When wireless automation first appeared, there was competition between ZigBee and Z-Wave to integrate building electronics into a wireless network. Over time, Z-Wave forged ahead in terms of ability and wireless applications in the home-automation market, while ZigBee seems to have found its niche in commercial and industrial markets.
Z-Wave, based on Zensys’ open standard technology, is a wireless platform that is routinely used to control residential applications, such as lighting, HVAC, access control, security and safety, motorized shades and screens, appliances, home entertainment, home audio and more.
“The home-control and automation market passed a milestone in 2007 and is entering new grand era,” said Grant W. Sullivan, product marketing manager, residential, Leviton. “Previous high-priced home-control systems—once only affordable in the realm of luxurious, elite homes—are now experiencing massive competition from wireless Z-Wave technology-based systems.”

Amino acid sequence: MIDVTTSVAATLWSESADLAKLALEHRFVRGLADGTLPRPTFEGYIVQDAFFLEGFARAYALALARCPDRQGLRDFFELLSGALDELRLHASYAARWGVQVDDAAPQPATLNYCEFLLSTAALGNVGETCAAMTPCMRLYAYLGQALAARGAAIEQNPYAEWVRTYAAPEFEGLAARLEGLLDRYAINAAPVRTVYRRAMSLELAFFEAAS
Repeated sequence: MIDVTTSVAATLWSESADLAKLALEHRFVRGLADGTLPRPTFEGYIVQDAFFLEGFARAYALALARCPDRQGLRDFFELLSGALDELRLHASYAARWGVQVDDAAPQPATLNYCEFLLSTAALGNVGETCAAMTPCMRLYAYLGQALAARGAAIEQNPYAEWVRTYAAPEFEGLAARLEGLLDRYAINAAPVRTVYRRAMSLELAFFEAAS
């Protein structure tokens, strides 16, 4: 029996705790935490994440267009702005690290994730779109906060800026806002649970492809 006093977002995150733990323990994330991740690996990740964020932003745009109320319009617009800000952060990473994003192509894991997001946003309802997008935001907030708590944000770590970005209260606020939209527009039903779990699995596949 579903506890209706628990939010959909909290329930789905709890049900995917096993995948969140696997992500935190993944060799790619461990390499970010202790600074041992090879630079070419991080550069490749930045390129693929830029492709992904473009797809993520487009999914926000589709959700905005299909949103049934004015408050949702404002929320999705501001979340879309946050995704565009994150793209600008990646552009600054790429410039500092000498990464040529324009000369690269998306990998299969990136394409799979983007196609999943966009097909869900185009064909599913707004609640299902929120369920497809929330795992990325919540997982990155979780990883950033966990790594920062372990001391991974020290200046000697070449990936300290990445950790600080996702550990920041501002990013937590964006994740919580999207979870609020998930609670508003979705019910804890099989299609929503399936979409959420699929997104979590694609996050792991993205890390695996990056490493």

The Z-Wave technology has allowed manufacturers to develop competitive products that enter the market at dramatically lower prices, in some cases more than 60 percent lower than the systems of only five years ago. Home control also has proven to be a valuable tool for builders and developers that have been struggling with home sales in 2007.
“The home-control industry has changed dramatically,” said Kim Scott, director of global wireless, Intermatic. “It has gone from an industry that served the wealthy to an industry that promised to serve the masses to actually delivering on that promise. A consumer can visit Amazon.com or walk into a store and purchase a couple of plug-in units and a remote for about $100. With just that purchase, they can control their lights or appliances, using time of day or via the remote.”
The other aspect of Z-Wave’s evolution is the inclusion of more vendors. Interoperability is a critical factor in any control environment, and the residential marketplace is no different.